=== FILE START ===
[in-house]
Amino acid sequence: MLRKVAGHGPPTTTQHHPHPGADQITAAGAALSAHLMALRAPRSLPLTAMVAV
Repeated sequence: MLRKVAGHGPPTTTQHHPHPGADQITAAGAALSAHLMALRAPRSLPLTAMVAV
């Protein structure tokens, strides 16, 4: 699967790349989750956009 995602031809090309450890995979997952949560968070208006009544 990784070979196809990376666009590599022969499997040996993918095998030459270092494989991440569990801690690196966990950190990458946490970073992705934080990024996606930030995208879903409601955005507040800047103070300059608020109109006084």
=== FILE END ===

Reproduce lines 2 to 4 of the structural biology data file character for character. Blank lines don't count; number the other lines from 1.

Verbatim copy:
Amino acid sequence: MLRKVAGHGPPTTTQHHPHPGADQITAAGAALSAHLMALRAPRSLPLTAMVAV
Repeated sequence: MLRKVAGHGPPTTTQHHPHPGADQITAAGAALSAHLMALRAPRSLPLTAMVAV
């Protein structure tokens, strides 16, 4: 699967790349989750956009 995602031809090309450890995979997952949560968070208006009544 990784070979196809990376666009590599022969499997040996993918095998030459270092494989991440569990801690690196966990950190990458946490970073992705934080990024996606930030995208879903409601955005507040800047103070300059608020109109006084």